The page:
"During lockdown I didn’t want to be at home. I was always fighting with my parents. I went out all the time to avoid them. I was bored and lonely."
The words of 14-year-old Alisha (name changed to protect identity) from Staffordshire might sound familiar to teenagers across the country who have grappled with successive coronavirus lockdowns throughout the past year.
But for Alisha, the restrictions and her subsequent deteriorating mental health forced her down a darker path. Within months, she was being exploited by a local county lines gang.
A new report shared exclusively with Sky News says young people like Alisha are at risk of exploitation from criminals more than ever, as the country marks a year since the first national lockdown.
Despite headlines of the successes gained by the police fighting gang activity in 2020 – arrests up, and more than 100 lines closed down in September alone – the National Youth Agency says county lines child criminal exploitation is taking on new meaning, thanks to changing trends seen through the pandemic.
They point to gangs increasingly targeting vulnerable young people where they live; increased and more creative use of social media platforms to groom young people stuck at home during lockdown, and a lack of sufficient support in more rural areas for children to seek help.
They also highlight the changing profile of a typical victim – more affluent, more female – and many youth workers also report victims getting increasingly younger.
Alisha was coerced into a relationship with an 18-year-old man on Snapchat.
Things quickly turned darker.
She soon found herself forced into running drugs, and even carrying weapons across a county in lockdown for a local gang.
Alisha wanted to quit once she had paid back a "drug debt" owed to her boyfriend, but felt threatened.
"He’d get people to sit outside my house to keep tabs on me. He told me that if I was out when I wasn’t supposed to be he’d put our windows through… threats were made to my family."
Things soon got worse still.
"I was made to have sex with some of [the gang].
"It got to a point where I knew I was in this really deep. I realised I needed help.
"I didn’t want to be involved in the gang… I knew it couldn’t carry on."
Sarah Parker, who works for the Staffordshire branch of the youth charity Catch22 – now helping Alisha get a fresh start – says the case hasn’t been uncommon over the past year, which saw dealing turned more localised.
She also points to the "huge" role social media has played in coercing young people into criminal activity after most children’s worlds moved online.
"When education went online we encouraged [children] to spend more time in that sphere.
"But it’s also been used to advertise job opportunities in organised crime, used to make quick money.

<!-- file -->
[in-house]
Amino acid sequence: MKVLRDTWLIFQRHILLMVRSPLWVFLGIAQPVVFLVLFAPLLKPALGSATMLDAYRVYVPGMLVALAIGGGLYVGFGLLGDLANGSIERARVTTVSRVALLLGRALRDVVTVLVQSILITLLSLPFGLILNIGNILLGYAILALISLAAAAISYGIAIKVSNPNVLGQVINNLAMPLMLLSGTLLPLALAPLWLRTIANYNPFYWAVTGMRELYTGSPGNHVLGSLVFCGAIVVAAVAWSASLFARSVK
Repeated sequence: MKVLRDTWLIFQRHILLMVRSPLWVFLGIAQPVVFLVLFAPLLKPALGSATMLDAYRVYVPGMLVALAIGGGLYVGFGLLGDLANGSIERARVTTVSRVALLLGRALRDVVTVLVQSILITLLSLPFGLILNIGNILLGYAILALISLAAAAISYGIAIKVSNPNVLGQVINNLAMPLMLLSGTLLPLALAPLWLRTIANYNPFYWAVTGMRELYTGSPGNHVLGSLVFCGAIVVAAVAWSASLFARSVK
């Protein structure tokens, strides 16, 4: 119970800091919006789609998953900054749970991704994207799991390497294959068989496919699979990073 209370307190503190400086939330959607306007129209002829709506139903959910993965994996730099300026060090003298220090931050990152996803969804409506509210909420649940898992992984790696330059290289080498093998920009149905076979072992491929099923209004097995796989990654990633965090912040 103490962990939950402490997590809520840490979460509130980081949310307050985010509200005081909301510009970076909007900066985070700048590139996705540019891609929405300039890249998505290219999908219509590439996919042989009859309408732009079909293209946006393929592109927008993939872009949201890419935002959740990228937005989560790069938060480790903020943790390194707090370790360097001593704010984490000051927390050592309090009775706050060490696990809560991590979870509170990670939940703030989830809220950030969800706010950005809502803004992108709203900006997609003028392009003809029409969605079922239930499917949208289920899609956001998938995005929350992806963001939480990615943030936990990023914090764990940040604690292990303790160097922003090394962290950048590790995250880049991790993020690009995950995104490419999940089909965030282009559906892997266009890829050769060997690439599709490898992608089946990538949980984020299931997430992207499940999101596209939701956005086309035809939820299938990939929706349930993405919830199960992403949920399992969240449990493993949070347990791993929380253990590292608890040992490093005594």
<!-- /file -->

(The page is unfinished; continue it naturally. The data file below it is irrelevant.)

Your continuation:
"A much wider range of children have been targeted and drawn in."
Several youth workers and organisations who work with girls associated with county lines gangs have told Sky News referrals for girls have increased during the pandemic.
The Labour MP for Vauxhall, Florence Eshalomi, says a gendered approach is required to address the issue.
"If you’re talking about girls caught up in county lines, they’re not part of a gang – they are victims of gangs.
"We’re still unclear about how many young girls and women are caught up in this… unless we have the data we can’t fully address the issue."
For Lennox Rodgers, a former gang member who now leads youth charity the Refocus Project, the phone never stopped ringing.
"We were talking to a lot of people raising a lot of issues… kids were going missing all the time.
"COVID increased [county line gangs’] business because people were struggling to cope.
"I noticed quite a few young people that were new to it because they couldn’t stay at home."
Ms Parker says the answer is a national strategy for child criminal exploitation and more recognition that the victims have a changing face – like Alisha’s.
"She’s a girl… she comes from a settled, loving and economically stable home. Yet she’s been drawn into this."
Alisha has recently been moved out of the area for her own safety, but bravely came forward to tell Sky News about her experiences.
But Ms Eshalomi is worried about those too fearful to speak out.
"One thing that the tragic case of Sarah Everard brought is more women and girls being able to talk about [violence against women and girls]. But I’m more worried about the women and girls who aren’t coming forward… because if they do, they risk their lives."
The National Police Chiefs Council said: "Through the pandemic, the majority of dealers are functioning, but have adapted [operations] to overcome the government lockdown restrictions.
"With the change in demands on policing due to lockdown, officers were able to increase proactivity and successful operations, closing more county lines than ever before."